Journalists must be more responsible on sensitive issues
- CPU seminar told
By Andre Haynes
January 23, 2007
Journalists in the region have been urged to adopt a more responsible approach to sensitive issues in their multi-cultural societies, in order to contribute to peace, democracy and good governance.
The Commonwealth Press Union seminar on "Social Responsibility and New Sense" was organised to ensure that media workers have the appropriate knowledge and understanding to report with sensitivity and responsibility on issues that cut across cultural, ethnic or religious divides.
"The course as I see it is about good reporting. As society becomes more diverse and ethnically mixed, there is an increased demand for reporting that is accurate and fair about every group‚€¦" said Simon Rogers, deputy editor of the Guardian newspaper, who was the facilitator of the course.
The course was conducted from January 15 to 19 in Trinidad and Tobago. Its primary aim was to ensure that journalists are equipped with the appropriate knowledge and understanding to report with sensitivity and responsibility on issues that cut across cultural, ethnic or religious divides, while avoiding stereotypes and inflammatory language that could exacerbate conflicts after the cameras stop rolling and the headlines dry up. It emphasised the importance of gaining a deeper understanding of the fundamental characteristics of various religions and cultures, so as to avoid mistakes that might cause offence or inflame ethnic or religious tensions.
"Truth offends," Maulaana Mustapha Kemal Hydal of the Aamidiya Anjuman, told participants, "‚€¦So good journalism is the art of saying the offensive in an inoffensive way." Hydal discussed reporting on Muslim communities, which have been stigmatised in the media regionally and internationally.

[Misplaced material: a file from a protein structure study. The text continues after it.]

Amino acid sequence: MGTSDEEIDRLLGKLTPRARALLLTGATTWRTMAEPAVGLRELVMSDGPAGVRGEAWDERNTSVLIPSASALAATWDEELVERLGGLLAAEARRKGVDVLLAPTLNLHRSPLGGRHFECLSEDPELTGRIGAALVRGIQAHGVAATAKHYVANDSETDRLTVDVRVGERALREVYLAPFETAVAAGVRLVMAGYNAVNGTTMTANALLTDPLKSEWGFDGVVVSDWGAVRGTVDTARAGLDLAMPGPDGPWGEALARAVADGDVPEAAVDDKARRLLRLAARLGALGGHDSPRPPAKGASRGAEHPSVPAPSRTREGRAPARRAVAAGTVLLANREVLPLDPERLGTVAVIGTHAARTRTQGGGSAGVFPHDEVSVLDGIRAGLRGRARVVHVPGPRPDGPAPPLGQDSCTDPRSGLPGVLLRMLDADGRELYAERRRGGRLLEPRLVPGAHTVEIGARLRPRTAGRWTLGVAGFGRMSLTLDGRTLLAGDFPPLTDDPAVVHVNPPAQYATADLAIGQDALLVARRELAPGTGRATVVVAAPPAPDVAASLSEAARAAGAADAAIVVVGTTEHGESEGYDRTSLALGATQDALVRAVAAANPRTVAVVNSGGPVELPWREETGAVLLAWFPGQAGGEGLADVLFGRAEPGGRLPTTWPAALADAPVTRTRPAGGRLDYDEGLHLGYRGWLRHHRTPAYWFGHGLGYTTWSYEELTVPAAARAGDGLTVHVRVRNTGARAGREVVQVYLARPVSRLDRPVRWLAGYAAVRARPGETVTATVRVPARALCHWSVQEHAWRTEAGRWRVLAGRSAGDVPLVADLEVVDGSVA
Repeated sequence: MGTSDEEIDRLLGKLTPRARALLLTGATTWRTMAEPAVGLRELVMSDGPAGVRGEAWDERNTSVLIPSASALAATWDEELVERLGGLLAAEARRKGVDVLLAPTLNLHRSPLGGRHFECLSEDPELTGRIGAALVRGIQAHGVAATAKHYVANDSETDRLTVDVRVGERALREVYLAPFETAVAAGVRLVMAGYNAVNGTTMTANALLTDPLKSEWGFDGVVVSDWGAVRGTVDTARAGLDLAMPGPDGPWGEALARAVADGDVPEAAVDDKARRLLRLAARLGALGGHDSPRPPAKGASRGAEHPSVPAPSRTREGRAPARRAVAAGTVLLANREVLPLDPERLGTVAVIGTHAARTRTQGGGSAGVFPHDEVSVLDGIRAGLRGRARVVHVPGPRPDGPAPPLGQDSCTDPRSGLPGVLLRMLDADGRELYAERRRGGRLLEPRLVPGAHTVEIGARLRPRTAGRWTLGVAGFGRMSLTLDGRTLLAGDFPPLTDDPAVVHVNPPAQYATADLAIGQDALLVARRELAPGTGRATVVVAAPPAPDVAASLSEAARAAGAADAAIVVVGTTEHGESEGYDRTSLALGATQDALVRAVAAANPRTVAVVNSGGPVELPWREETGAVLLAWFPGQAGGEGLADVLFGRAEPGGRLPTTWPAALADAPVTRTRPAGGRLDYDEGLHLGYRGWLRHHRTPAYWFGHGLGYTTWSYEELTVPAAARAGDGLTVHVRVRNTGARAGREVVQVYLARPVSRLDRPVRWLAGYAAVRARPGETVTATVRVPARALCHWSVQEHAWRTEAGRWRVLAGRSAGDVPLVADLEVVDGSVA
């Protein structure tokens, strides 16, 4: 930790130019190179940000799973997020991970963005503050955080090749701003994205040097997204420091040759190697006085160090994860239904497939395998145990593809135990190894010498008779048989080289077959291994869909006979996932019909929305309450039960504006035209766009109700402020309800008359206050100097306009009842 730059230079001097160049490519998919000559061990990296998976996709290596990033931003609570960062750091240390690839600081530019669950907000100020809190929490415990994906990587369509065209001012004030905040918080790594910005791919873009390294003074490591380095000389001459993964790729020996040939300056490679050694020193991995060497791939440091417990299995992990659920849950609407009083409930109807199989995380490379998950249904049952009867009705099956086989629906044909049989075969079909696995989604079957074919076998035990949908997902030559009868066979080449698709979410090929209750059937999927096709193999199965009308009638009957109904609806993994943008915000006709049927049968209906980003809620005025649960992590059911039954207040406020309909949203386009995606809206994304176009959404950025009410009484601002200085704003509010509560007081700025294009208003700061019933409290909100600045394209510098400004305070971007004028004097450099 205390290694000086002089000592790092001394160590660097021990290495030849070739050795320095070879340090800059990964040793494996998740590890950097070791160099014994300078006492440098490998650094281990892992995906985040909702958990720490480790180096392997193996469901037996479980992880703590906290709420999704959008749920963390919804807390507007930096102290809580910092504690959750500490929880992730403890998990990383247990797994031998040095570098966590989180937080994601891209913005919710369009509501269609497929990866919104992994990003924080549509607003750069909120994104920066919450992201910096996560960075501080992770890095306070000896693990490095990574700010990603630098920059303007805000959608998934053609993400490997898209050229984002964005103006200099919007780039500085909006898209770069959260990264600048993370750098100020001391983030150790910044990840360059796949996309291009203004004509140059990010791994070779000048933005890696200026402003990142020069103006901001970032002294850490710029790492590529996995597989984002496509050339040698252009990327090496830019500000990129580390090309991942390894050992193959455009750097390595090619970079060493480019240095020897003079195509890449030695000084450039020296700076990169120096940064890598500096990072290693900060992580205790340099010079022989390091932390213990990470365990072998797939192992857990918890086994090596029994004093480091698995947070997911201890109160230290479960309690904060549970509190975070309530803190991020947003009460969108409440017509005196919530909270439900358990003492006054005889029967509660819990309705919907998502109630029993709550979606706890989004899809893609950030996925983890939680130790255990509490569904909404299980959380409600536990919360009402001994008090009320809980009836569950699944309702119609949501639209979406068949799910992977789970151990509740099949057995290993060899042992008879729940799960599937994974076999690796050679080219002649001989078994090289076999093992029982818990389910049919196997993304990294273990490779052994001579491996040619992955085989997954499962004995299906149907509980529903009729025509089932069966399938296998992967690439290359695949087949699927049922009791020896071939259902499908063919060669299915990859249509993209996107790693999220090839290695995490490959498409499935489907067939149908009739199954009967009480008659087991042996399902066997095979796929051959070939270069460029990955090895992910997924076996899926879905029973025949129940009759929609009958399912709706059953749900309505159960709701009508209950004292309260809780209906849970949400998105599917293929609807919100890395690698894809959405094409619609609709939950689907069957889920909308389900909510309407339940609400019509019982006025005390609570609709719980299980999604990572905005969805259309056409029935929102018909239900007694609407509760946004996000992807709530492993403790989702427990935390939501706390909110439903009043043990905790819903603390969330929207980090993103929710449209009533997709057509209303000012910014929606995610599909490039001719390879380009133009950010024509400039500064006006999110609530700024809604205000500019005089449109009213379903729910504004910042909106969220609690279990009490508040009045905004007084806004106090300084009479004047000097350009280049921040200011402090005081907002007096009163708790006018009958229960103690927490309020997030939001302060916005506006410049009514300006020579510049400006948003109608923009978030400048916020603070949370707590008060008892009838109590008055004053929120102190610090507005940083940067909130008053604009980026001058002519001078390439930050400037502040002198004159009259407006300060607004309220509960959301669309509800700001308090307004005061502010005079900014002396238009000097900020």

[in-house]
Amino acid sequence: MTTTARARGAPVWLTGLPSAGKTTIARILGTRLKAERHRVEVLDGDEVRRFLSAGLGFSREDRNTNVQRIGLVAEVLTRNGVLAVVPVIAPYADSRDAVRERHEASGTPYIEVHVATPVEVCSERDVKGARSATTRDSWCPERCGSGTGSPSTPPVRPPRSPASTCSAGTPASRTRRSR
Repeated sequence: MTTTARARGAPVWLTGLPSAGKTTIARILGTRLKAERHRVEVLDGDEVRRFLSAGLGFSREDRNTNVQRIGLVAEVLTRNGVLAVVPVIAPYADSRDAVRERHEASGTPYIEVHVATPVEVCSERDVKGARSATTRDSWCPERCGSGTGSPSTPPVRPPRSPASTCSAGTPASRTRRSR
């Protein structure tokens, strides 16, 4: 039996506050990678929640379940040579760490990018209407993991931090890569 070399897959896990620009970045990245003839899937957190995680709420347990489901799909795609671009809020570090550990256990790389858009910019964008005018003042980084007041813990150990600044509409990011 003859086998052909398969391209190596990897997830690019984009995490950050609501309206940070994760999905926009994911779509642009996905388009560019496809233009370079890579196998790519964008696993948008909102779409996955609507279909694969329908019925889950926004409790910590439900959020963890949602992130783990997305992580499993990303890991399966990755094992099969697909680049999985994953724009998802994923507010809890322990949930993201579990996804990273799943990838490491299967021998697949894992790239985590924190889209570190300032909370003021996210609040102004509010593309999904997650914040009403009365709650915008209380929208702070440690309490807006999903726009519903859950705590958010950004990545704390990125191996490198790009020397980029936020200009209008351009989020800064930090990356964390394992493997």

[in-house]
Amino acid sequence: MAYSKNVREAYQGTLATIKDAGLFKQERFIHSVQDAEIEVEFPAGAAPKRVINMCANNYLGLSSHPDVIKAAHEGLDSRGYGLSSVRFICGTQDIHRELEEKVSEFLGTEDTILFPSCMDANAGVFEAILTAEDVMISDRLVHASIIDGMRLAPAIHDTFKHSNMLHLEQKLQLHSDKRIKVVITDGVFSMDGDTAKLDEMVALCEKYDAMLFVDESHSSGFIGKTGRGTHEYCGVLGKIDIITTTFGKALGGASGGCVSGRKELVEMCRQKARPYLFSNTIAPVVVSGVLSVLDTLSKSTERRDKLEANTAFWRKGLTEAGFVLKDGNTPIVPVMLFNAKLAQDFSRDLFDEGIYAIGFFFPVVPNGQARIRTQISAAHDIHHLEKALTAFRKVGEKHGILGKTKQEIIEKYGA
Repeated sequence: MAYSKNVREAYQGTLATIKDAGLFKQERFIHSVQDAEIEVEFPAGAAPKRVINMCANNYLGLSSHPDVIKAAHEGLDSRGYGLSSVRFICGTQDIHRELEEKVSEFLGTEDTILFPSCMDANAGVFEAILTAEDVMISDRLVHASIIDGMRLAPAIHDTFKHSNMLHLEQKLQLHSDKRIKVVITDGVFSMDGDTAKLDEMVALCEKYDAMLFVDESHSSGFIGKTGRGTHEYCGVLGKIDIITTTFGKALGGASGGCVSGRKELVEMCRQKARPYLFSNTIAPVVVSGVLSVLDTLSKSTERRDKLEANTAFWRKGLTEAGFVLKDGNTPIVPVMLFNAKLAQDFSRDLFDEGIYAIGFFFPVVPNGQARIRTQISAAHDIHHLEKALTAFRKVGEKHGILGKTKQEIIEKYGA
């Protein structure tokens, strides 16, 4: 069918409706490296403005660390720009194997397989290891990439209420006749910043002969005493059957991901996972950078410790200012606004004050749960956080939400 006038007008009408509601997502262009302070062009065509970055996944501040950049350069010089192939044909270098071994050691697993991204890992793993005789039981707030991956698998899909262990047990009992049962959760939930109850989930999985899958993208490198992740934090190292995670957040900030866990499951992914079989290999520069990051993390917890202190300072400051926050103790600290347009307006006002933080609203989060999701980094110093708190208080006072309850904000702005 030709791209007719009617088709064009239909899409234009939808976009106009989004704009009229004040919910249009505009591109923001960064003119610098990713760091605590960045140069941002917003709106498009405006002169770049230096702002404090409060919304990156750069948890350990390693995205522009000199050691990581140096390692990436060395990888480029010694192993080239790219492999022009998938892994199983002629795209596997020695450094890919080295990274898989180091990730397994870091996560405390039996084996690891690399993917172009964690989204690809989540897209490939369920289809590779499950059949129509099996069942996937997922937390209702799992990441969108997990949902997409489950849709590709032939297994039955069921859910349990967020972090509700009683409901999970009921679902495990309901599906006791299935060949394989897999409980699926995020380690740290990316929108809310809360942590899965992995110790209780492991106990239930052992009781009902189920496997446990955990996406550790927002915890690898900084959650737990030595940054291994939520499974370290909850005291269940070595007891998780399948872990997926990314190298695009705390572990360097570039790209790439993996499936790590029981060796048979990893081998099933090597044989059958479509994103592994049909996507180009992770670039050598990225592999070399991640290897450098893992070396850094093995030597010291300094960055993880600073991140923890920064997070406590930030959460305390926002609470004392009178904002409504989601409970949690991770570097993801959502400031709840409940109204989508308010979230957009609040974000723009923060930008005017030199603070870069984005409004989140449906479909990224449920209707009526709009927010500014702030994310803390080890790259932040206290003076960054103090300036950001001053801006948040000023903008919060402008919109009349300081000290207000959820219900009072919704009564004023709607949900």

He felt it essential for media workers to be self critical, while at the same time developing respect for all cultures and religion on the way to developing a companionship with the audience. "You're readers are looking for something positive in a world of negatives," he added.
Father Henry Charles, a columnist for the Trinidad Guardian and a trained lawyer, lamented the media's failure to present a diversity of views. "Diversity is a good check on bias and prejudice," he explained. He added that the coverage of religion, in particular, is problematic. He described it as dreary, predictable and boring in lieu of a scandal, which for him does not pass muster at the bar of fairness.
Devant Maharaj, the head of Radio Jaagriti, shared similar sentiments in his talk on "How the Media Gets it Wrong."
He noted that the coverage of the culture in Trinidad reflects a distorted picture. He cited a Trinidad Guardian analysis that found that persons of African descent occupied the largest share of coverage, except in relation to crime, where Indo-Trinis are represented as victims and Afro-Trinis as perpetrators.
Maharaj explained that there are unconscious biases that might not necessarily be bad, although he warned that the media ran the risk of the negative implications, like the Indian community feeling shut out.
Meanwhile, Anton Lafond, a transport planner and advocate for the disabled and elderly, spoke about disability, which he said remains the forgotten aspect of diversity. He noted that for everyone disability is inevitable with age.
Participants at the seminar included reporters from the Trinidad Express, the Trinidad Guardian, 103 FM, Jaagriti, CNMG, Power 102, Gayelle, TV6, CNC 3 and 1-95 FM, as well as regional participants from the Barbados Nation, the Jamaica Gleaner, the Searchlight of St Vincent, the Guyana Chronicle, the Kaieteur News, and the Stabroek News.